Now that I’ve spent more time with my fellow chaplains, I see that some of them are quietly extraordinary. One specializes in working with dying patients, including babies and children, and with psych patients. He radiates calmness, making it nice to be around him.
I spent the past work week seeing patients and charting patient visits and attending class for eight hours, plus we had a meeting of the spiritual care department, which includes a healing harpist. Reviewing charts before seeing patients made me feel kind of queasy a couple of times—it will probably be worse when I actually know what all those words mean—but when one patient spat a large amount of dark green mucus into a cup, I didn’t pass out, so that was good. Reading about medical matters seems to be more disturbing than directly observing their effects.
I visited one patient with Samantha and that was very illuminating in part because our interpretations of what the patient was saying contrasted greatly. Of course, maybe I was right and Samantha was wrong, but since she’s been at this for a while now, she likely is correct. Then again, I’ve lived for 21 more years than she has, so maybe I’m right. Anyway, it was interesting that we could see the same patient and hear the same words and come to very different conclusions.
I was in a hospital elevator one morning with one other person, a doctor. A second doctor got on and whispered to me, just loud enough for the other doctor to hear, “Be careful around him: Russian mafia.”
There is a lot of talk about emotions in clinical pastoral education. It appears a key chaplain task is to identify and empathize with the emotions of others, which requires identifying one’s own emotions. My mental health professional is going to be shocked when she asks me, “How did that make you feel?” and I answer, for the first time in 34 years, “Sad,” instead of, “None of your business.”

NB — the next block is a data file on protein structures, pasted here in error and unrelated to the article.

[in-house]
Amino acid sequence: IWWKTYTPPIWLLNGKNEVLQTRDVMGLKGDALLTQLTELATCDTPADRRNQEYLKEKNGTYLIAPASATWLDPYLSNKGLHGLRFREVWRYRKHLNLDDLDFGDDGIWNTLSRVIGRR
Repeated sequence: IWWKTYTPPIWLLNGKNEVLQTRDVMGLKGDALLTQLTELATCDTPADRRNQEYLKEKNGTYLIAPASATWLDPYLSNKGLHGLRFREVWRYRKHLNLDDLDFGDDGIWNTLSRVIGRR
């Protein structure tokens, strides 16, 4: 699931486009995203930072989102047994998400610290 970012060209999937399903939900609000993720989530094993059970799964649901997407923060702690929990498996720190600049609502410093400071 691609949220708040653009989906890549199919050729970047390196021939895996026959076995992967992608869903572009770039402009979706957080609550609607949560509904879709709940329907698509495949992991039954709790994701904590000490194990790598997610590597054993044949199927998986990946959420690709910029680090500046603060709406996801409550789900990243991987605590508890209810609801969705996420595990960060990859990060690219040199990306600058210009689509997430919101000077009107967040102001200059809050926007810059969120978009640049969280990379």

I have had a lot of two-minute conversations with patients so far:
“Hello, my name is Bugwalk, and I’m a chaplain here. Is there any spiritual or religious need we can support you with while you’re here in the hospital?”
“No, I’m fine.”
“Ah, very good. I hope your afternoon is peaceful. It was nice to meet you.”
One of my peers was reporting the same this week and I replied that we could hardly be expected to have a deep conversation about very personal topics within minutes of meeting a stranger, so he shouldn’t feel bad, but Samantha said she begged to differ. She said you absolutely can get to these topics in an initial conversation, which threw me into a slight crisis: do I want to do such a thing? Is it even beneficial?
When Carlos died, one of the most helpful things I did was to be mindful of my thoughts: “Having the thought that I am not going to survive this. Having the thought that this is too hard.” Thus it was indeed drawing on the resources associated with my religion that helped, but since Buddhism is as much psychology as religion, this does not confirm to me that what someone in the hospital needs is religion. I felt better when I came upon a reference to the “Four Facets of Spirituality” in some instructions for a writing assignment: Formal Religious, Privately Spiritual, Expressing Feelings, or Value and Meaning. That covers quite a spectrum.
I’m still finding CPE very difficult physically—I’m consistently not getting enough sleep—and it is quite a rollercoaster emotionally, with days where I feel discouraged and/or resistant, and days where I feel just staggered by the remarkableness and beauty of some person I have spoken with. I spent half an hour with one young woman with a host of terrible problems who spoke with such determination of tackling and vanquishing one after the other. “God is so good,” she kept saying. “God loves me so much.” Her boyfriend had given her HIV, but even there she had found a silver lining. I was nearly in tears by the time we parted, tremendously touched that someone whose life sounds so hard can find nothing but things to feel grateful for.
It’s also kind of fun to chart patient visits. It’s like writing a little story about each encounter, some admittedly more interesting than others.